Russian President Vladimir Putin has awarded an honorary title to the brigade that accused Ukraine of “war crimes” and mass murders in the city of Bucha. Putin signed a decree on Monday giving the 64th motorized infantry brigade the honorary title of “guards,” the Kremlin said.
The award is justified with “heroism and courage, determination and courage” of the members. “The skilful and resolute conduct of the entire staff (brigade) during the military special operation in Ukraine” is “an example of the performance of military duties, of courage, determination and great professionalism,” Putin said.
The brigade defended the “motherland and state interests”. The Kremlin has not provided information on where members of the brigade are currently located or where they were stationed. No further details were given about their duties.
Countless civilians were brutally murdered
Ukraine had accused the Russian army, especially the 64th Brigade, of massacring civilians in the city of Bucha near Kiev. After the Russian troops left, dead men in civilian clothes were found on the streets of Bucha, some with their hands tied.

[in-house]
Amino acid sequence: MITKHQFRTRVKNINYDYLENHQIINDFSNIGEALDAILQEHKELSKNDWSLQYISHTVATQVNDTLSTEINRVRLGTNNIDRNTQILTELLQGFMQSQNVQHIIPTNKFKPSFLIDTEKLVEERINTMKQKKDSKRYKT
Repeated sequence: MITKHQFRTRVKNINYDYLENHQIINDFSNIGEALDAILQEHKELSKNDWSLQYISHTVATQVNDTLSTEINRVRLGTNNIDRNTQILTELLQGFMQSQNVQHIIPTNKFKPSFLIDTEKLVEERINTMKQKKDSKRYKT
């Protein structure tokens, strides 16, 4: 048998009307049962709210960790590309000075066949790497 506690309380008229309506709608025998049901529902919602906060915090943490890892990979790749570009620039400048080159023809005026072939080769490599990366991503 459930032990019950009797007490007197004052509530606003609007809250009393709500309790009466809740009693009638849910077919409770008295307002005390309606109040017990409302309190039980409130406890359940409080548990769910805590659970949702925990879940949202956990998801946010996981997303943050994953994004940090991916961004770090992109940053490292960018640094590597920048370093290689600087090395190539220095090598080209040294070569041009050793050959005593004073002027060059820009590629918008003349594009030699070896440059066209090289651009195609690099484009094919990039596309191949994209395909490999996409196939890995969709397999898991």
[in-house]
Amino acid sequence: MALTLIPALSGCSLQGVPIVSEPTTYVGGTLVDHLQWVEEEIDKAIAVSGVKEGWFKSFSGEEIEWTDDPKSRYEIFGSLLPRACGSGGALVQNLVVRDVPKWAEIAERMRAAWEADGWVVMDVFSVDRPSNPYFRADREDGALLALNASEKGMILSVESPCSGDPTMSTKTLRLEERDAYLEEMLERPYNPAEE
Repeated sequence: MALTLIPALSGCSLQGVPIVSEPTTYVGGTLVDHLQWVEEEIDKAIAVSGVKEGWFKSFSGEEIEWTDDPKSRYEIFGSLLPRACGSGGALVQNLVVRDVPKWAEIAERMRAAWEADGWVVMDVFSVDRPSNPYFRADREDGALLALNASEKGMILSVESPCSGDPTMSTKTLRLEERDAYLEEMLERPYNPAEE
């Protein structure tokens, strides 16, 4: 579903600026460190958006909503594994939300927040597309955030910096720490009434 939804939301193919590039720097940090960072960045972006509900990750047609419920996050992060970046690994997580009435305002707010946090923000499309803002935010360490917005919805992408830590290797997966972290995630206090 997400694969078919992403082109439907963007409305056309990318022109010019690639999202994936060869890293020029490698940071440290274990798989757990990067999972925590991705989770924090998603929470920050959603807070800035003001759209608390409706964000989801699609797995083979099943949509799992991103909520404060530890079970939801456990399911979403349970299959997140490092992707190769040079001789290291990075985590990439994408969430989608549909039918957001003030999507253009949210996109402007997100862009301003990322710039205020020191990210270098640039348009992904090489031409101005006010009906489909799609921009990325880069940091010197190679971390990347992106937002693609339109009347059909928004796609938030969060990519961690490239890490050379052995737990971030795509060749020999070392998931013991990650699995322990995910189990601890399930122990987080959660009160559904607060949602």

Russia is not responsible for “war crimes”.
The intelligence service of the Ukrainian Ministry of Defense released the names, ranks and passport details of every member of the brigade and announced that they would be tried. Most of the dead in Bucha had gunshot wounds, according to Ukrainian police.
Russia denies the charges. It accuses the Ukrainian authorities and Western media of orchestrating the atrocities and the Ukrainian troops of committing the acts to blame Russia.
I’m Wayne Wickman, a professional journalist and author for Today Times Live. My specialty is covering global news and current events, offering readers a unique perspective on the world’s most pressing issues. I’m passionate about storytelling and helping people stay informed on the goings-on of our planet.